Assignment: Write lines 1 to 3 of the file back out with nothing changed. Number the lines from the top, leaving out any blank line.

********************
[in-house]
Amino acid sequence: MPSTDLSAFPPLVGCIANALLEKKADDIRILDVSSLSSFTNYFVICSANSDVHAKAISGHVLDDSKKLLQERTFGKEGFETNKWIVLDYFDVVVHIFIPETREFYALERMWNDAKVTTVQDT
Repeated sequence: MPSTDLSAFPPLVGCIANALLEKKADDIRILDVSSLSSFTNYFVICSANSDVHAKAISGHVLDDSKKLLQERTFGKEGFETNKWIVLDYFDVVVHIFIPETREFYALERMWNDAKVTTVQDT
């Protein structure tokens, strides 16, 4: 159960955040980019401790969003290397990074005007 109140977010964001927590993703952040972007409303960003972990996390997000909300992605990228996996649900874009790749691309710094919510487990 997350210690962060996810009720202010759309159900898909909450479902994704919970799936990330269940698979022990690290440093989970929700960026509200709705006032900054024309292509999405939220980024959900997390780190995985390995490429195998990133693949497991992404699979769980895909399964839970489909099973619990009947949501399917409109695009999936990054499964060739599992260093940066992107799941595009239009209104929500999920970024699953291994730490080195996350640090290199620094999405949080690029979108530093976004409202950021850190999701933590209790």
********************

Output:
[in-house]
Amino acid sequence: MPSTDLSAFPPLVGCIANALLEKKADDIRILDVSSLSSFTNYFVICSANSDVHAKAISGHVLDDSKKLLQERTFGKEGFETNKWIVLDYFDVVVHIFIPETREFYALERMWNDAKVTTVQDT
Repeated sequence: MPSTDLSAFPPLVGCIANALLEKKADDIRILDVSSLSSFTNYFVICSANSDVHAKAISGHVLDDSKKLLQERTFGKEGFETNKWIVLDYFDVVVHIFIPETREFYALERMWNDAKVTTVQDT